Hart (1984, 2000) is interested in word choice in political communication. Over the last two decades he has developed a computerized word count program called DICTION (Hart, 2001). DICTION is designed to reveal the verbal tone of political statements by characterizing text on five statistically independent master variables: activity, optimism, certainty, realism, and commonality. The rationale behind these master variables is that "if only five questions could be asked of a given passage, these five would provide the most robust understanding" (Hart, 2001, p. 45). The five master variables are composed of 35 linguistic subfeatures (e.g., optimism is composed of the subfeatures praise, satisfaction, inspiration, blame, hardship, denial).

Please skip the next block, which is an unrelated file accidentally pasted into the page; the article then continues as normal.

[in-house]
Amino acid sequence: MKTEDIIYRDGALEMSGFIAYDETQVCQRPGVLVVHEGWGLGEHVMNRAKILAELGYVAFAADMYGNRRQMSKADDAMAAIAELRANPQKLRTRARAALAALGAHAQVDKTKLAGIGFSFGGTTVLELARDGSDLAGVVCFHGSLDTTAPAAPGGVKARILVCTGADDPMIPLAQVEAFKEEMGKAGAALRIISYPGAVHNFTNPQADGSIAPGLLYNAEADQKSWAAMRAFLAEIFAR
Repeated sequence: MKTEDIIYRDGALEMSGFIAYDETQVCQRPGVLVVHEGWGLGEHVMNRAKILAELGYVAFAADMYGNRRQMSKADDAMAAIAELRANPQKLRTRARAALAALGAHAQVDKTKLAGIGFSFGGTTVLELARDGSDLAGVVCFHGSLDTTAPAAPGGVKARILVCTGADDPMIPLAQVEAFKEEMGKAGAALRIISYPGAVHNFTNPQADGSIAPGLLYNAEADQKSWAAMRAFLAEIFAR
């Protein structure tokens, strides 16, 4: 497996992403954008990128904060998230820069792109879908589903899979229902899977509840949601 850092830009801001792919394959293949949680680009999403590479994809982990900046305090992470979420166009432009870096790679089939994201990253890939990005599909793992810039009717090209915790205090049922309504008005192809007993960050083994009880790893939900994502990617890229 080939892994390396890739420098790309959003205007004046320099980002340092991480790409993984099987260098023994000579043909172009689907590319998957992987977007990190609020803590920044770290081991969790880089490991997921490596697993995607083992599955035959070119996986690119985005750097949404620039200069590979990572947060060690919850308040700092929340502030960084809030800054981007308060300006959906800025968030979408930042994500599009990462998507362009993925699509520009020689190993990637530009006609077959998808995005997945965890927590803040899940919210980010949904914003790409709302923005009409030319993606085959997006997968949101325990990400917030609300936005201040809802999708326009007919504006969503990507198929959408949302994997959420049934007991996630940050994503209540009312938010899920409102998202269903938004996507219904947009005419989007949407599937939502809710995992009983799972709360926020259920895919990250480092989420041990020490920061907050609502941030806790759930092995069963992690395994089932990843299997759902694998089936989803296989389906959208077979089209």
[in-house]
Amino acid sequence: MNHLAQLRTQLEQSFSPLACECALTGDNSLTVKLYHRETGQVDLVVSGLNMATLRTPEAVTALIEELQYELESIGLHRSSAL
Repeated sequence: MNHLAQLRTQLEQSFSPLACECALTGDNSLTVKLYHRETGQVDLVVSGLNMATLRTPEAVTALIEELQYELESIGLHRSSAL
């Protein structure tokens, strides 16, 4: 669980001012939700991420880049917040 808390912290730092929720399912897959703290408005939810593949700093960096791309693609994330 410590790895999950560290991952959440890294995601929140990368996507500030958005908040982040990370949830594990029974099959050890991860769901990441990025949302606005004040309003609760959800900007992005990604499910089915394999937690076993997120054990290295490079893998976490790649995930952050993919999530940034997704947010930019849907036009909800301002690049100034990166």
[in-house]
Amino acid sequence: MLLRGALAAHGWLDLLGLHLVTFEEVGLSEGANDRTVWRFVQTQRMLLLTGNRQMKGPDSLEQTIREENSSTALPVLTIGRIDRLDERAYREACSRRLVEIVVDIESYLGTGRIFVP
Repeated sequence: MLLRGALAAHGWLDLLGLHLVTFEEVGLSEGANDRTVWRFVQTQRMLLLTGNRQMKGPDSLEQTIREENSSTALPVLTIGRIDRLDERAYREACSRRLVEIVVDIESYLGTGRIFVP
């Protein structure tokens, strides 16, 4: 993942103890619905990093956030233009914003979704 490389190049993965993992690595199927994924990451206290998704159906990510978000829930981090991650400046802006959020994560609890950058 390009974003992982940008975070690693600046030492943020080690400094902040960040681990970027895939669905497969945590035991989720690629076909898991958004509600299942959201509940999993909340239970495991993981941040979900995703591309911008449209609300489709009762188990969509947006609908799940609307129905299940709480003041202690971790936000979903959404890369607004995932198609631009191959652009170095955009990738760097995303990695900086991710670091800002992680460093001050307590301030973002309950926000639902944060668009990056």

DICTION relies on 10,000 search words that are assigned to the categories without overlap. The output is either a profile of absolute values or norm scores that is based on 20,000 samples of verbal discourse. Special features of DICTION are the ability to learn, that is, to update its database with every processed text, and a statistical weighting procedure for homographs. DICTION has been used to analyze presidential and campaign speeches, political advertising, public debates, and media coverage. It is instrumental in aim, is thematic in the approach, captures language at a broad level, and focuses on stylistic aspects of texts.
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